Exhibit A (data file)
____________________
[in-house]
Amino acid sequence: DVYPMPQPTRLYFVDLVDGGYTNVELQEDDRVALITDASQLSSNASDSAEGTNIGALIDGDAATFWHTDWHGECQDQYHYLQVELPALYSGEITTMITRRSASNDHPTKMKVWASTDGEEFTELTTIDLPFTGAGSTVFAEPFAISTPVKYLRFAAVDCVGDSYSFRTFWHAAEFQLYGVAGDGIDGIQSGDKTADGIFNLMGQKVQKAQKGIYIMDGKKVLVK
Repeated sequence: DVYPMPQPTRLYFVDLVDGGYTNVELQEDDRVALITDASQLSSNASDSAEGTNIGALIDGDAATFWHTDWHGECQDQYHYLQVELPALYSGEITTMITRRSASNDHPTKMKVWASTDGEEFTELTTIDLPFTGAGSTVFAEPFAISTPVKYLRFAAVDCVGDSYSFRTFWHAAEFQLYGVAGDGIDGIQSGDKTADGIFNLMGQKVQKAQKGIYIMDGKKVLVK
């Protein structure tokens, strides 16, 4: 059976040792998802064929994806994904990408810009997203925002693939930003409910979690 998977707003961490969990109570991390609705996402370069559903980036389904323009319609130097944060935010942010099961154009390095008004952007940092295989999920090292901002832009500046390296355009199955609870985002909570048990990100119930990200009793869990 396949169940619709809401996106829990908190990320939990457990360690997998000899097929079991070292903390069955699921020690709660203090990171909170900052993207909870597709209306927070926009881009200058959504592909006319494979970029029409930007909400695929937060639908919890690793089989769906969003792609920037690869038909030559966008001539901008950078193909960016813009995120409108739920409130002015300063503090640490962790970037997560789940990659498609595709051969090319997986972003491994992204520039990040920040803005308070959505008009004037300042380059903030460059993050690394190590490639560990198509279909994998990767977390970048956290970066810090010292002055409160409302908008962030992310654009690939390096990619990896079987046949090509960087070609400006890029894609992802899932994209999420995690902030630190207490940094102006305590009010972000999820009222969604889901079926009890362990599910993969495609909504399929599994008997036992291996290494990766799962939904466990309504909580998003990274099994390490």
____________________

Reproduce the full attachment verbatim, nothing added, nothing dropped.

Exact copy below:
[in-house]
Amino acid sequence: DVYPMPQPTRLYFVDLVDGGYTNVELQEDDRVALITDASQLSSNASDSAEGTNIGALIDGDAATFWHTDWHGECQDQYHYLQVELPALYSGEITTMITRRSASNDHPTKMKVWASTDGEEFTELTTIDLPFTGAGSTVFAEPFAISTPVKYLRFAAVDCVGDSYSFRTFWHAAEFQLYGVAGDGIDGIQSGDKTADGIFNLMGQKVQKAQKGIYIMDGKKVLVK
Repeated sequence: DVYPMPQPTRLYFVDLVDGGYTNVELQEDDRVALITDASQLSSNASDSAEGTNIGALIDGDAATFWHTDWHGECQDQYHYLQVELPALYSGEITTMITRRSASNDHPTKMKVWASTDGEEFTELTTIDLPFTGAGSTVFAEPFAISTPVKYLRFAAVDCVGDSYSFRTFWHAAEFQLYGVAGDGIDGIQSGDKTADGIFNLMGQKVQKAQKGIYIMDGKKVLVK
């Protein structure tokens, strides 16, 4: 059976040792998802064929994806994904990408810009997203925002693939930003409910979690 998977707003961490969990109570991390609705996402370069559903980036389904323009319609130097944060935010942010099961154009390095008004952007940092295989999920090292901002832009500046390296355009199955609870985002909570048990990100119930990200009793869990 396949169940619709809401996106829990908190990320939990457990360690997998000899097929079991070292903390069955699921020690709660203090990171909170900052993207909870597709209306927070926009881009200058959504592909006319494979970029029409930007909400695929937060639908919890690793089989769906969003792609920037690869038909030559966008001539901008950078193909960016813009995120409108739920409130002015300063503090640490962790970037997560789940990659498609595709051969090319997986972003491994992204520039990040920040803005308070959505008009004037300042380059903030460059993050690394190590490639560990198509279909994998990767977390970048956290970066810090010292002055409160409302908008962030992310654009690939390096990619990896079987046949090509960087070609400006890029894609992802899932994209999420995690902030630190207490940094102006305590009010972000999820009222969604889901079926009890362990599910993969495609909504399929599994008997036992291996290494990766799962939904466990309504909580998003990274099994390490």